SK Gaming met FaZe in the quarterfinals of the tournament, and ousted the European mix side 2-1 in a best of three. SK looked strong. Despite recording a loss on the initial map (16-7 on Mirage), SK bounced back to win 16-3 on Train and 16-5 on Overpass.
They then would meet Virtus.Pro in the semifinals of the major, in what seemed like a repeat of Cologne. The two maps, Train and Cobblestone, were both hotly contested. However, it was VP that would emerge victorious with a 19-17 and 16-14 scoreline on Train and Cobblestone respectively. This would put an end to SK’s rather impressive run in the major with fox.
The addition of felps occurred on the 5th of February 2017, after swapping fnx for the young Brazilian. Their first event with him was exactly two weeks after his addition, at Dreamhack Vegas, where they placed 2nd after losing out to Virtus.Pro in the finals of the tournament in a hotly contested best of three series, which ended 2-1.
There was a brief, yet concerning dip in form for SK, which occurred over the stretch of two tournaments – IEM Katowice and the StarLadder StarSeries Finals. In these tournaments, SK were eliminated in the group stages.
An interesting note – in these tournaments, despite the regular monster performances from players such as fer and coldzera, SK still lost. The dip in FalleN’s form was something that stuck out during SK’s dip in form. As mentioned previously, despite monster performances from fer and coldzera, the consistency from felps & TACO, it looked like FalleN’s form affected SK’s form.
This dip, albeit short, was rather concerning, because it bode the simple question of “What happened?”. How was it that, so suddenly, a team that had an insane level of consistency dropped off, and so hard? Regardless, SK gave us some kind of answer at cs_summit.
cs_summit was the first Beyond The Summit event for Counter-Strike, and it was something different. It also marked the return of SK – a return to form, and a return to their winning ways. Throughout the duration of the tournament, SK remained in the upper bracket. They made light work of EnVyUs with a nice, clean 2-0 win in the quarterfinals, they bested Cloud9 2-1 in another best of three, beat Gambit with ease 2-0 in the semifinals, and then beat Gambit 3-1 in a best of five finals.
If that was not convincing enough, SK followed this first place victory at cs_summit with a victory at IEM Sydney. They were able to pass through the group stages with a 3-0 record and met OpTic in the opening semifinals match at the Qudos Bank Arena. They made quick work of OpTic and booked themselves a slot in the grand finals vs. eventual opponents, FaZe Clan. FaZe were on their own hot run of form, and it made for an interesting match up. Eventually, SK would win 3-1 to earn themselves another international title. This also emphasised the fact that SK were back, and that they are here to continually assert themselves at an international level once again.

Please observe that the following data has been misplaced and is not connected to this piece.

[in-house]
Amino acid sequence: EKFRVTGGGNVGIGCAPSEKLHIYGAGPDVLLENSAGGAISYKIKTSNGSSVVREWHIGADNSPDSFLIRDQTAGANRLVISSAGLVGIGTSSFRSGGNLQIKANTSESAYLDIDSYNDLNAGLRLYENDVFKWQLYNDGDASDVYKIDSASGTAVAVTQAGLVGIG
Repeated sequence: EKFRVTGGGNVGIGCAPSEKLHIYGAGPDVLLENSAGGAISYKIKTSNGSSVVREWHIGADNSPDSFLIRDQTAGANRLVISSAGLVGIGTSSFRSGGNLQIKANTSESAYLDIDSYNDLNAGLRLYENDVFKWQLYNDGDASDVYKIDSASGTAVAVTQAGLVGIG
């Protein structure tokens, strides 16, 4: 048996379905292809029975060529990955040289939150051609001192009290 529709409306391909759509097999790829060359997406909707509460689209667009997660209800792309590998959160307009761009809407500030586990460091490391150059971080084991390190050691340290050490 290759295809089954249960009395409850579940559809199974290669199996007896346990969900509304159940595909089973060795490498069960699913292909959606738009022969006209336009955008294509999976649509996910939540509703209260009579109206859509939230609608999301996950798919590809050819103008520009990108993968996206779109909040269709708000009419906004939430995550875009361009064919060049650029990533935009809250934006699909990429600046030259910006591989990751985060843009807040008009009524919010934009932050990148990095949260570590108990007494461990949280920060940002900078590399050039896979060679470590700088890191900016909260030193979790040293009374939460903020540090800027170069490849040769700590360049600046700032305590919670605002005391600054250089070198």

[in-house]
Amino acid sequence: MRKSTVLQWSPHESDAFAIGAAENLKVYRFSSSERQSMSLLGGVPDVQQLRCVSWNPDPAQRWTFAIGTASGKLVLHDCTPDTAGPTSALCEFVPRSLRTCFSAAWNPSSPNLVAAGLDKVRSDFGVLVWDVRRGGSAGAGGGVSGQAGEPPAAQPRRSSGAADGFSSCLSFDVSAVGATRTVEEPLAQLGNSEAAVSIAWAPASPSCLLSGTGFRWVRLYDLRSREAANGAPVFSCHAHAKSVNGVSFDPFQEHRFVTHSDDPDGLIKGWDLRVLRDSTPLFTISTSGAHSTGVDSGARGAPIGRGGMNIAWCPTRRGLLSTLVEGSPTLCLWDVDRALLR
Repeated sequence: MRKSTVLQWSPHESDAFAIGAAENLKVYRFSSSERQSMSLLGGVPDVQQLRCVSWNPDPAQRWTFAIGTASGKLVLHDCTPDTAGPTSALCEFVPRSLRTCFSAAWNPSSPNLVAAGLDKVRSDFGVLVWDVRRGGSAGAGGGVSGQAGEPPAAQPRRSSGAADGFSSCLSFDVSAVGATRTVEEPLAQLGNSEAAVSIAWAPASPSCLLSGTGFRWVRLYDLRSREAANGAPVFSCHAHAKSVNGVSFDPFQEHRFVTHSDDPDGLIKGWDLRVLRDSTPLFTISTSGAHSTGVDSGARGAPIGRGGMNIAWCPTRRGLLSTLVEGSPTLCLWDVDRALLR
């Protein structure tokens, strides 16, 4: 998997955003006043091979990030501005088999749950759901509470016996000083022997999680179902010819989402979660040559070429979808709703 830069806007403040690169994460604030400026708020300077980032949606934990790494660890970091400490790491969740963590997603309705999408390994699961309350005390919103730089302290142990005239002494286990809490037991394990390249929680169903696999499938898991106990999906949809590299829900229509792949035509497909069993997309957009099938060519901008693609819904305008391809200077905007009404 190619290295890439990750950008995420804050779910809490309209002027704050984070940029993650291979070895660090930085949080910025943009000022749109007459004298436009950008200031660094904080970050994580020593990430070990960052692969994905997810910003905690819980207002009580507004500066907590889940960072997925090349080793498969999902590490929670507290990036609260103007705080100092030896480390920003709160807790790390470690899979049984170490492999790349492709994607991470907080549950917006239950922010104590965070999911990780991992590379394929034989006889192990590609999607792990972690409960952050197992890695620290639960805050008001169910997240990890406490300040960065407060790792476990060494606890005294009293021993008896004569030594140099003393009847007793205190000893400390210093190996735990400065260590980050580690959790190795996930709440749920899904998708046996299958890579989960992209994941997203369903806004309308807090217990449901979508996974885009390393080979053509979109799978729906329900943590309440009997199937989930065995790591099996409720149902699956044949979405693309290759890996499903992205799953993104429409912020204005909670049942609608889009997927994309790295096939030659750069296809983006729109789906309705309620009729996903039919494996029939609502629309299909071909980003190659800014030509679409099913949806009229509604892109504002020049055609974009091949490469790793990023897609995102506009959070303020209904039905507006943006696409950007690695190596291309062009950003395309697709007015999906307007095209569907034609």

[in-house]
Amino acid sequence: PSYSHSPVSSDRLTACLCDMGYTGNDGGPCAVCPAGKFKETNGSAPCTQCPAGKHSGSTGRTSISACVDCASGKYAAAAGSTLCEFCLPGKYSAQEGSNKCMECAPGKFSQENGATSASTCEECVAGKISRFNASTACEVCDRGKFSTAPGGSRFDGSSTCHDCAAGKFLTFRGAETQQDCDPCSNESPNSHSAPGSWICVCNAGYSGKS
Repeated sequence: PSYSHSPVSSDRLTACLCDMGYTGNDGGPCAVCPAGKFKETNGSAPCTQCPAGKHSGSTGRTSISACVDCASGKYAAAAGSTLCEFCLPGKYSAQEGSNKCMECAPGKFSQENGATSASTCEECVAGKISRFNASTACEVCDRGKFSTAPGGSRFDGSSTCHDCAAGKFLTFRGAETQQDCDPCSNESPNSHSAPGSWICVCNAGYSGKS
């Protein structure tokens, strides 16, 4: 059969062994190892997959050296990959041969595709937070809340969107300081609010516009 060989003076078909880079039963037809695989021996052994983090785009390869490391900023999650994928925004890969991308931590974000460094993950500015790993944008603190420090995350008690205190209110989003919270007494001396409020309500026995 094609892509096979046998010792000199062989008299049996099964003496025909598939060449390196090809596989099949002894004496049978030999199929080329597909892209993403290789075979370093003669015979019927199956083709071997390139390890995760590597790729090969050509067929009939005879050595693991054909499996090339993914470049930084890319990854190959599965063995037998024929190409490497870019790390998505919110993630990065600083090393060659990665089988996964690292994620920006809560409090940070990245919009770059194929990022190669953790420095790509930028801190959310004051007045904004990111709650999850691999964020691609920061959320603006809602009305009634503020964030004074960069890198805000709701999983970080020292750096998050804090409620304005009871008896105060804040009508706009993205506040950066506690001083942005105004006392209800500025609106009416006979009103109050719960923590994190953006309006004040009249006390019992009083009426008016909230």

SK were able to continue that level of consistency we saw throughout 2016 by placing in the top four of the Pro League Finals in Dallas.
The rise of the Brazilians since MLG Columbus up until now also sparked an investment in other Brazilian players. A prime, and probably the closest example is the former Games Academy roster. This team, which was HEN1, LUCAS1, SHOOWTIME, felps, boltzz and peacemaker (c), was acquired by Tempo Storm. They saw peacemaker depart and zakk arrive. The roster was then acquired by Immortals. Another investment in Brazilian CS:GO is the former WinOut-now-Luminosity roster.
The dominance and high level of consistency from the Brazilian side also allowed for the emphasis on the ridiculous consistency of individual talents such as coldzera and fer. In victories and in losses, the performances of coldzera and fer are always on another level.
It is naturally harder to show just how good somebody is if they are on a team that either under performs, or if they are on a team that is inconsistent. It is possible to say that a player deserves a better team because they perform on a higher level than their teammates. A prime example of this is NiKo. A player that was a tier above the rest of his teammates, who was able to move to another team and find almost instant success compared to where he was beforehand.
The consistent success and high placing in tournaments for SK adds that emphasis on fer and coldzera’s performances, because those performances can be looked at after the fact, and the conclusion can be drawn that “fer and coldzera were the main catalysts in the victories”. Fer is an incredibly solid rifler and coldzera is a monster with both rifle and AWP. Having an incredibly strong rifler in the form of fer and a lethal hybrid player in the form of coldzera is always frightening.
The fact that they have a solid team around them is a statement that should not need to be said, but is almost forgotten at times. FalleN is a fantastic in game leader that is able to utilise his players and his knowledge of the game is simply outstanding. His tactical depth and ability to read situations is something to be in awe of, and his AWP prowess is outstanding. Meanwhile you have players like TACO, who is one of the most selfless players in Counter-Strike, in terms of willingness to entry frag. His ability to open sites up, blow rounds wide open or even make an impact when necessary should not go unnoticed. Finally, felps is just a player that you can rely on. Simply put, he is an incredibly reliable and consistent player.
The development, construction and rapid improvement of the Brazilian side that started out at Keyd Stars and ended up as SK Gaming is something that is quite phenomenal, and something that will go down in Counter-Strike history. The side boasts some of the best, consistent and intelligent players in the world. The development process, albeit drawn out, has cemented the side that played since Luminosity’s MLG Columbus win until now as legendary.